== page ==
Birds and bees eat nectar and pollen and so the trees get pollinated. However it is just a little more complicated than that. I have been watching  my bees taking Grevillea flower nectar to make bees honey and lorikeet parrots supping it to fuel their high speed life style. The Grevillea allows the nectar to flow and the roaming birds find it during the check of their territory. Scouting bees smell it out and communicate via the wiggle dance to the rest of the nectar and pollen bee gatherers in the beehive. The bush then turns the nectar feast off to allow other bushes to have the pollinators and have a rest to build up nectar reserves for the next feast. This happens a few times a day.  Nectar is turned off at night unless nocturnal pollinators like bats and moths are about. During bad weather nectar flow is stopped as it would be wasted and washed away, and the birds would be in their roost and bees in the hive eating bees honey.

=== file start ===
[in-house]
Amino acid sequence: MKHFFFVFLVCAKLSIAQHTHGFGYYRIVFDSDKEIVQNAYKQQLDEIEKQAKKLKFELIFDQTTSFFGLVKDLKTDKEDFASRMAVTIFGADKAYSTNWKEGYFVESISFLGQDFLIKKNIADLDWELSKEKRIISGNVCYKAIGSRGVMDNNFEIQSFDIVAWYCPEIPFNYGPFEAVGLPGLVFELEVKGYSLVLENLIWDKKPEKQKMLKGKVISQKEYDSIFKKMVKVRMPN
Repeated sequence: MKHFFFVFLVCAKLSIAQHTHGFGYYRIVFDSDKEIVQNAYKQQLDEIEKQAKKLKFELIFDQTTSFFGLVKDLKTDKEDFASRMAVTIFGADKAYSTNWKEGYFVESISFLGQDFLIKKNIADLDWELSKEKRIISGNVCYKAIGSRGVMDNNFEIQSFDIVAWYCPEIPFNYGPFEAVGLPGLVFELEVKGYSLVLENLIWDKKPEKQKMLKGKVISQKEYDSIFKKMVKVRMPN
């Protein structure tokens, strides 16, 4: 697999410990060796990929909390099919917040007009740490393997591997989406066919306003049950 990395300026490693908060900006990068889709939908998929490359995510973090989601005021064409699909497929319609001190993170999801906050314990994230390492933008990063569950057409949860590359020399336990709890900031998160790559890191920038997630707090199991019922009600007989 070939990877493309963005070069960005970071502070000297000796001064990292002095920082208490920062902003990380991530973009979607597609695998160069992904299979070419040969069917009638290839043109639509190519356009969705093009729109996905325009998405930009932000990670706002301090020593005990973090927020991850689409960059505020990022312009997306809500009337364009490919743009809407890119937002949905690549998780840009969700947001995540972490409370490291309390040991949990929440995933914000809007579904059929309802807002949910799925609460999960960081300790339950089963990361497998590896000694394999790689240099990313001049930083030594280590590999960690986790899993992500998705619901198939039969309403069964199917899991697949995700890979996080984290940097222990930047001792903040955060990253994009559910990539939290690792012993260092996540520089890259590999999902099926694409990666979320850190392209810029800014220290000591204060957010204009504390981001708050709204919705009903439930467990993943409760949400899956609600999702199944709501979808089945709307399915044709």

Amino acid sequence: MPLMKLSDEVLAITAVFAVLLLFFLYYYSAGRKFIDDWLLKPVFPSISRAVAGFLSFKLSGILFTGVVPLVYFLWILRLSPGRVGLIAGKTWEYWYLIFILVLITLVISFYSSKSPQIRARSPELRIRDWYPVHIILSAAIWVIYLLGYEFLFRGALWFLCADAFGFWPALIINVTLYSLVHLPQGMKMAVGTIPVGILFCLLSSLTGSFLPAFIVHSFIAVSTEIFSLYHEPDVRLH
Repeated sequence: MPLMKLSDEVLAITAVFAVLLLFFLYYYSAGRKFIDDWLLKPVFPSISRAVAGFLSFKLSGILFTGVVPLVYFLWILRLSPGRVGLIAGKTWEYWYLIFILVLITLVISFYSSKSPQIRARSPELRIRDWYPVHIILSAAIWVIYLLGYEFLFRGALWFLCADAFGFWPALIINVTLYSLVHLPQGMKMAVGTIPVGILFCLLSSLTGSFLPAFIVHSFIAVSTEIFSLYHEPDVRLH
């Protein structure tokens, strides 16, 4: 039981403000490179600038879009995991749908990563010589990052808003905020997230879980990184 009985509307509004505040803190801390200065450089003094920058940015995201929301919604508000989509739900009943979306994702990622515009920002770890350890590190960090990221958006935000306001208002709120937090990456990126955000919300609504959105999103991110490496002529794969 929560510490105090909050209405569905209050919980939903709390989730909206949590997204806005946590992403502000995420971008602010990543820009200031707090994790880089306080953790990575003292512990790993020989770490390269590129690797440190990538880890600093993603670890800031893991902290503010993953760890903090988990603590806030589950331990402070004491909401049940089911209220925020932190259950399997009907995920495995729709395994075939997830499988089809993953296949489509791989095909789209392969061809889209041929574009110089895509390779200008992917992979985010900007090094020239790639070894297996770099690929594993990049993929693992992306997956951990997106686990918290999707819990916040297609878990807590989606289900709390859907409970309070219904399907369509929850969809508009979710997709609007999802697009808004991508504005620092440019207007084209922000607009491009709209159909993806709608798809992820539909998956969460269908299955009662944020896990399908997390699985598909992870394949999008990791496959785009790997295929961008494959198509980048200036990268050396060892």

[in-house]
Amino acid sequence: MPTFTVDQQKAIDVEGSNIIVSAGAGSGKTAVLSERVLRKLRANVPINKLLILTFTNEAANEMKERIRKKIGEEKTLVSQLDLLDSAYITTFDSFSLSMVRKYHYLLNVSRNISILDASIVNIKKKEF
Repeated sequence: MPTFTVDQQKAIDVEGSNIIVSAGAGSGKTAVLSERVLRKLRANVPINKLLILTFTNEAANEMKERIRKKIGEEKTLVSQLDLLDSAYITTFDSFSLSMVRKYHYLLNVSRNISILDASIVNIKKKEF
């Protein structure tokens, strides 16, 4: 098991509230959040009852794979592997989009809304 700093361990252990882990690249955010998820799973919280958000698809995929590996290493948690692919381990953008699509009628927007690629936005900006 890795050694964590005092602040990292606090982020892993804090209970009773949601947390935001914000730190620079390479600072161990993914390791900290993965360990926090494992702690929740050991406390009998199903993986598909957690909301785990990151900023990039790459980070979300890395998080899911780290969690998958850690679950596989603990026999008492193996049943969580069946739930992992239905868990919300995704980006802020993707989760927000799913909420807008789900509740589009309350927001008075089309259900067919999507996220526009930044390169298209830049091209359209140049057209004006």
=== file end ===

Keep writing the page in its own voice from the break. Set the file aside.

So the birds, bees and trees depend on each other for their survival and seem to be excellent at it. This interdependence indicates communication between plants. Wonder if nectar turn on and off is at same time or random????

Observations by the bee whisperer 26/7/20.